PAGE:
Administrative Tribunals : Objects and functions


The term ‘Tribunal’ is derived from the word ‘tribunes’ means ‘magistrate of the classic roman Republic’. In administrative law, tribunal is used in a sense, to define an adjudicatory body which lies outside the scope of judicial body. Technically, judicial power is vested with the courts of the country to decide and prevent injustice but to perform better and to judiciary to run smoothly, the judicial power is also delegated to the Administrative authority, thus, giving rise to formation of Administrative tribunal which is a quasi- judicial body. Although meaning of Administrative tribunal is not explicitly mentioned in the Constitution of India, but provides for its establishment. In  Durga Shankar Mehta Vs. Raghuraj Singh case, the Supreme Court said that the meaning of ‘tribunal’ as used in Article 136 does not mean the same thing as ‘court’ but includes within its ambit, all adjudicating bodies provided they are constituted by the state and invested with judicial powers as distinguished from administrative or executive functions.


To relieve congestion in courts or to lower the burden of cases in courts.
To provide for speedier disposal of disputes concerning the service matters.

Applicability of the Act

According to Section 2 of the executive Tribunals Act, 1985, the act applies to all or any Central Government employees except –

  • The members of the naval, military or air force or the other soldiers of the Union
  • Any officer or servant of the Supreme Court or any High Courts
  • Any person appointed to the secretariat staff of either House of the Parliament



Being an adjudicatory body, administrative tribunals plays different functions that have been given to them, which is its characteristics or salient features. The Supreme Court in case of Jaswant Sugar Mills vs. Lakshmi Chand gave certain specifics to determine a tribunal (either an authority is tribunal or not). Directions follows as:

  • Administrative boards or officers have the facility to undertake questions of law and fact during a manner almost like that employed by the courts and to form a choice thereon which is binding upon private individuals and affect their private rights
  •  Power of adjudication must be derived from statute or a statutory rule
  • It must possess the investiture of the trimmings of a court- like the authority to work out matters in cases initiated by parties, sitting publicly , the facility to compel the attendance of witnesses ad to look at them on oath, compel the assembly of evidence, etc.
  • Administrative tribunals have the responsibility to adjudicate judiciously and without their personal predicaments, by ensuring the very best justice is provided to the parties. consistent with M. C. J. Kagzi, “The provisions declaring the proceedings before the tribunal judicial proceedings, giving it the powers of a civil court surely procedural matters, and requiring it to listen to the parties attend prove that the tribunal is required to act judicially and not mere judiciously.”
  • administrative tribunals are conceived and constituted as an efficient and real substitute for the High Courts as regards service matters are concerned. the facility of review of the High Courts can’t be called as inviolable as that of the Supreme Court.[7] now means the actions of the tribunals come under the check of review that ensures that there’s just adjudication.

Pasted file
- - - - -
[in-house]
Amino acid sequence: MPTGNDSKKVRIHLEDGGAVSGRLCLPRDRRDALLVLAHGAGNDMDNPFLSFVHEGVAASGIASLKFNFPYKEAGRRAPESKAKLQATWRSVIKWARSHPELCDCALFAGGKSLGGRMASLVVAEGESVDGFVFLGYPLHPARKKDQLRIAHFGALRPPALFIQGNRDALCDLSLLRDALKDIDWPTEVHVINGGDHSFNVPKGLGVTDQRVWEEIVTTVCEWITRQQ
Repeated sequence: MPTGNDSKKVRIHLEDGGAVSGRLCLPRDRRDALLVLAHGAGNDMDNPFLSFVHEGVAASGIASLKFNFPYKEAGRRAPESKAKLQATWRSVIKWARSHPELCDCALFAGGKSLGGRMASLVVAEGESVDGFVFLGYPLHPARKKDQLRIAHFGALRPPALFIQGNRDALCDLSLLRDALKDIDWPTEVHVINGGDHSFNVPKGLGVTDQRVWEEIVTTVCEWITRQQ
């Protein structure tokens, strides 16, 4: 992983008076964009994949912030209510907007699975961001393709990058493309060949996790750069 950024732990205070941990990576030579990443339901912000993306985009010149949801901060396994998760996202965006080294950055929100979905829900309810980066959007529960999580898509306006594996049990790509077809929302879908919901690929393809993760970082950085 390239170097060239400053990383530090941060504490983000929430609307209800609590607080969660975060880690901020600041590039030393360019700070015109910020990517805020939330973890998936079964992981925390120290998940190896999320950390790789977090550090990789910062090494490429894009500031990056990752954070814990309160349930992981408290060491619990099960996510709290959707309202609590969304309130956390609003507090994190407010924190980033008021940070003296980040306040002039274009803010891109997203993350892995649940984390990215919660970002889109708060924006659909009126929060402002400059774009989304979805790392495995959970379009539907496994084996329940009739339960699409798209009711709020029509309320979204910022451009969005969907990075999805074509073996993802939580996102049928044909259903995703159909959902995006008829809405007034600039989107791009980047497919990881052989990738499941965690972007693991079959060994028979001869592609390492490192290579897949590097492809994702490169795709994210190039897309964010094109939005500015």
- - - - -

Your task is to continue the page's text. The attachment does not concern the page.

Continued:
• A person entrusted to do an administrative act has often to determine questions of fact to enable him to exercise his power, consider facts and circumstances and to weigh pros and cons before making decisions. And exercise his/her power justly, as a person exercising a judicial or a quasi-judicial authority does
  • they’re alleged to be independent and immune from any administrative interference within the discharge of their judicial functions 

Other than these features there are other characteristics that define the Administrative tribunals:

  •  it’s confined exclusively to resolve disputes between two or more parties out of which government has got to be one but oftentimes it also decides on disputes between two private parties too for instance election tribunal, rent control panel
  • The prerogative writs of certiorari and prohibition are available against the decisions of administrative tribunals[5] Hence tribunal cannot dispose of the matters as the final arbitrator
  •  Once the dispute is settled by the High Court, it cannot be entertained by the administrative tribunal; similar to the ordinary hierarchy of courts followed everywhere. This is also referred to as the concept of res adjudicata which provides finality to the judicial decisions in order that one case isn’t litigated twice as given in Section 11 of the Civil Procedure Code
  • they’re formed to supply a forum to deal specifically with service matters to unload some burden off the opposite courts from their jurisdiction, by providing inexpensive and quicker relief, by abiding the rules of natural justice and not the other guidelines such as Civil Procedure Code or Law of Evidence as done by other ordinary cases.

Constitutional Provisions– 

The provisions in the Indian context in regards to Administrative Tribunals began with the 14th report by the Law Commission of India titled “Reform of Judicial Administration” in 1958. In this report, it suggested the establishment of an Appellate Tribunal or Tribunals at the State and Centre.

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